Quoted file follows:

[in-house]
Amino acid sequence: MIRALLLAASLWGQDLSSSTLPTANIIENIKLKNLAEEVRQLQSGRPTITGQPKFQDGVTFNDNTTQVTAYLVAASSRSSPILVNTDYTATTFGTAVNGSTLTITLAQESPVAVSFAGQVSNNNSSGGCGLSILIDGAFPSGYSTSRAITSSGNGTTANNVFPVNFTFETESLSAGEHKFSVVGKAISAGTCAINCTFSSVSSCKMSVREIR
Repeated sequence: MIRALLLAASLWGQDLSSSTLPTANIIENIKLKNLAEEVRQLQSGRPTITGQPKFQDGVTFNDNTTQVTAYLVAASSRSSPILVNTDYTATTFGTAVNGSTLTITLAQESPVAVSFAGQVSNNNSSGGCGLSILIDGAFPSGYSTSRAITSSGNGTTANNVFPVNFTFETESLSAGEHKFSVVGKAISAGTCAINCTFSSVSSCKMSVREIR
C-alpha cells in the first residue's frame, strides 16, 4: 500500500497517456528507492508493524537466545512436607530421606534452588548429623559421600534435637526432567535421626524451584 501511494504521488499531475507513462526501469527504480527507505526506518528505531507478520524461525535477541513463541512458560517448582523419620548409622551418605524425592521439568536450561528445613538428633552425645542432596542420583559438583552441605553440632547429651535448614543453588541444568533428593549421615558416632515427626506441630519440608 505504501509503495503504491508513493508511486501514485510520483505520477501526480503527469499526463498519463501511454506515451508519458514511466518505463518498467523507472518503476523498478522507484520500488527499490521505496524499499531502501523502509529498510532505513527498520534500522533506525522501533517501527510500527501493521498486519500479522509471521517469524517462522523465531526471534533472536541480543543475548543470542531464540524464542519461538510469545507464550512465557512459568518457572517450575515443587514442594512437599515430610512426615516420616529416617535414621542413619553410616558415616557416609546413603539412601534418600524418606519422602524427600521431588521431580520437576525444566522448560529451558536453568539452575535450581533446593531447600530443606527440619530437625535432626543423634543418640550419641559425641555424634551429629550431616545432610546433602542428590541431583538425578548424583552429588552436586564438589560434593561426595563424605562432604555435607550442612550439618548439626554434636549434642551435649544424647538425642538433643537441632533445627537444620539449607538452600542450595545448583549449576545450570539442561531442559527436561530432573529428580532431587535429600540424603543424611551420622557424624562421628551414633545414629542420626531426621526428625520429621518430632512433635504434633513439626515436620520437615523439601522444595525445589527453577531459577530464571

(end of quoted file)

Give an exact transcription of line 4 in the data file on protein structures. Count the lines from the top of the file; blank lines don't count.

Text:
C-alpha cells in the first residue's frame, strides 16, 4: 500500500497517456528507492508493524537466545512436607530421606534452588548429623559421600534435637526432567535421626524451584 501511494504521488499531475507513462526501469527504480527507505526506518528505531507478520524461525535477541513463541512458560517448582523419620548409622551418605524425592521439568536450561528445613538428633552425645542432596542420583559438583552441605553440632547429651535448614543453588541444568533428593549421615558416632515427626506441630519440608 505504501509503495503504491508513493508511486501514485510520483505520477501526480503527469499526463498519463501511454506515451508519458514511466518505463518498467523507472518503476523498478522507484520500488527499490521505496524499499531502501523502509529498510532505513527498520534500522533506525522501533517501527510500527501493521498486519500479522509471521517469524517462522523465531526471534533472536541480543543475548543470542531464540524464542519461538510469545507464550512465557512459568518457572517450575515443587514442594512437599515430610512426615516420616529416617535414621542413619553410616558415616557416609546413603539412601534418600524418606519422602524427600521431588521431580520437576525444566522448560529451558536453568539452575535450581533446593531447600530443606527440619530437625535432626543423634543418640550419641559425641555424634551429629550431616545432610546433602542428590541431583538425578548424583552429588552436586564438589560434593561426595563424605562432604555435607550442612550439618548439626554434636549434642551435649544424647538425642538433643537441632533445627537444620539449607538452600542450595545448583549449576545450570539442561531442559527436561530432573529428580532431587535429600540424603543424611551420622557424624562421628551414633545414629542420626531426621526428625520429621518430632512433635504434633513439626515436620520437615523439601522444595525445589527453577531459577530464571